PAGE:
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This republic of suffering : death and the American Civil War

Autor: Drew Gilpin Faust
Editora: New York : Alfred A. Knopf, 2008.
Edição/Formato   Livro : Inglês : 1st edVer todas as edições e formatos
Base de Dados:WorldCat
Resumo:
An illuminating study of the American struggle to comprehend the meaning and practicalities of death in the face of the unprecedented carnage of the Civil War. During the war, approximately 620,000 soldiers lost their lives. An equivalent proportion of today's population would be six million. This book explores the impact of this enormous death toll from every angle: material, political, intellectual, and spiritual.  Ler mais...
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Formato Físico Adicional: Online version:
Faust, Drew Gilpin.
This republic of suffering.
New York : Alfred A. Knopf, 2008
(OCoLC)608176559
Online version:
Faust, Drew Gilpin.
This republic of suffering.
New York : Alfred A. Knopf, 2008
(OCoLC)609217726
Tipo de Material: Recurso Internet
Tipo de Documento: Livro, Recurso Internet
Todos os Autores / Contribuintes: Drew Gilpin Faust
ISBN: 9780375404047 037540404X
Número OCLC: 123232283
Descrição: xviii, 346 p. : ill. ; 25 cm.
Conteúdos: The work of death --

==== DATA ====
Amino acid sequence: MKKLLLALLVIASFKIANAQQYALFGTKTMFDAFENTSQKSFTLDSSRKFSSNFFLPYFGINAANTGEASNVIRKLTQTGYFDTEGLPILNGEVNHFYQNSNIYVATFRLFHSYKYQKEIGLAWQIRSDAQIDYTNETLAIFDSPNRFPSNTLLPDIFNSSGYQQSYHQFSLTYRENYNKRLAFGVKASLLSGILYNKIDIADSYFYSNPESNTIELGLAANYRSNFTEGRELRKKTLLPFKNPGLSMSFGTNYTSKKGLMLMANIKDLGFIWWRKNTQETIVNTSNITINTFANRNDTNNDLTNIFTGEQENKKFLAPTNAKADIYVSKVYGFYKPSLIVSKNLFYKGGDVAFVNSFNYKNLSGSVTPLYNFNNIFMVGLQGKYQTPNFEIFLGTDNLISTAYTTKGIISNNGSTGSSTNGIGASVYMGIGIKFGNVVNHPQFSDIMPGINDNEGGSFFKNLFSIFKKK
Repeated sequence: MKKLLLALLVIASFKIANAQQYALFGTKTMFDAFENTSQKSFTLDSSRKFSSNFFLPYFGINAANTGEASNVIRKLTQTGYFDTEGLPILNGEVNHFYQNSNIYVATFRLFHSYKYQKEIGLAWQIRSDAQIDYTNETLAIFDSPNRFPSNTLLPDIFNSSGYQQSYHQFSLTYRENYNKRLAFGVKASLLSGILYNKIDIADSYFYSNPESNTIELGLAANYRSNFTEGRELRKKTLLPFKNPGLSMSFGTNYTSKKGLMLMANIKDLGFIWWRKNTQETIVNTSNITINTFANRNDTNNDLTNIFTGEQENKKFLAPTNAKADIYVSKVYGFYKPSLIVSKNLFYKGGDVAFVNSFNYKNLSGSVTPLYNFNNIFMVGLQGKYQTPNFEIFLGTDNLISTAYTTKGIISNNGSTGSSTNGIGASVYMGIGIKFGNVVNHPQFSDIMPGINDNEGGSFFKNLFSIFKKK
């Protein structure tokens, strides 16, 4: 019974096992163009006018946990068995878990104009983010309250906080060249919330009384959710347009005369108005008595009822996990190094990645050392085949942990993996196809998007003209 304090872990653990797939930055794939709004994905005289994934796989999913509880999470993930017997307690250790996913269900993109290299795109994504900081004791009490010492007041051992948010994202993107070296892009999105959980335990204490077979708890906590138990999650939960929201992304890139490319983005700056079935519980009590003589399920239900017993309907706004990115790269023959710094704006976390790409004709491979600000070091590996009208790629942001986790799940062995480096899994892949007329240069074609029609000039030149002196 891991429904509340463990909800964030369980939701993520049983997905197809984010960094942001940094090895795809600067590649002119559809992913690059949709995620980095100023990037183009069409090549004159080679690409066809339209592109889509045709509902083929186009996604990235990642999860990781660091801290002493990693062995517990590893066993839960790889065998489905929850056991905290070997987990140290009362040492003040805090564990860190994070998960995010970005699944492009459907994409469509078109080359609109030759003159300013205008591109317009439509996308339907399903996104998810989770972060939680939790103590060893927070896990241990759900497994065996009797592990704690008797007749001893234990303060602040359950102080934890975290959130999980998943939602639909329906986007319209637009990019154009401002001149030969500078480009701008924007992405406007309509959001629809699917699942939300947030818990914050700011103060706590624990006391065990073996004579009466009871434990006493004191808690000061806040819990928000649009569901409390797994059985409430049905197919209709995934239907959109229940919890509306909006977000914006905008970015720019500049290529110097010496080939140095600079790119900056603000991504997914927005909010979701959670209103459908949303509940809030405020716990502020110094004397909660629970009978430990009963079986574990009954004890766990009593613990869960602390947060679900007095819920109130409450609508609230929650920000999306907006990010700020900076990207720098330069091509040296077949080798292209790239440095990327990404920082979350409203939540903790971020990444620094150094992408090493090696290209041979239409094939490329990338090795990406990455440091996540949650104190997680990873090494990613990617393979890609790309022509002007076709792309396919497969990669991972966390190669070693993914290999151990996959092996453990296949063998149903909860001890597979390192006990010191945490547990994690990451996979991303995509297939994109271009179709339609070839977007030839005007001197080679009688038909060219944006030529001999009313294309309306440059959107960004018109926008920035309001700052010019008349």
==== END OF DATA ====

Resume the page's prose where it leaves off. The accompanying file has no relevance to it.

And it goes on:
Dying: "to lay down my life" --
Killing: "the harder courage" --
Burying: "new lessons caring for the dead" --
Naming: "the significant word UNKNOWN" --
Realizing: civilians and the work of mourning --
Believing and doubting: "what means this carnage?" --
Accounting: "our obligations to the dead" --
Numbering: "how many? how many?" --
Epilogue: Surviving.
Responsabilidade: Drew Gilpin Faust.
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Resumo:

An illuminating study of the American struggle to comprehend the meaning and practicalities of death in the face of the unprecedented carnage of the Civil War. During the war, approximately 620,000 soldiers lost their lives. An equivalent proportion of today's population would be six million. This book explores the impact of this enormous death toll from every angle: material, political, intellectual, and spiritual. Historian Faust delineates the ways death changed not only individual lives but the life of the nation and its understanding of the rights and responsibilities of citizenship. She describes how survivors mourned and how a deeply religious culture struggled to reconcile the slaughter with its belief in a benevolent God, and reconceived its understanding of life after death.--From publisher description.

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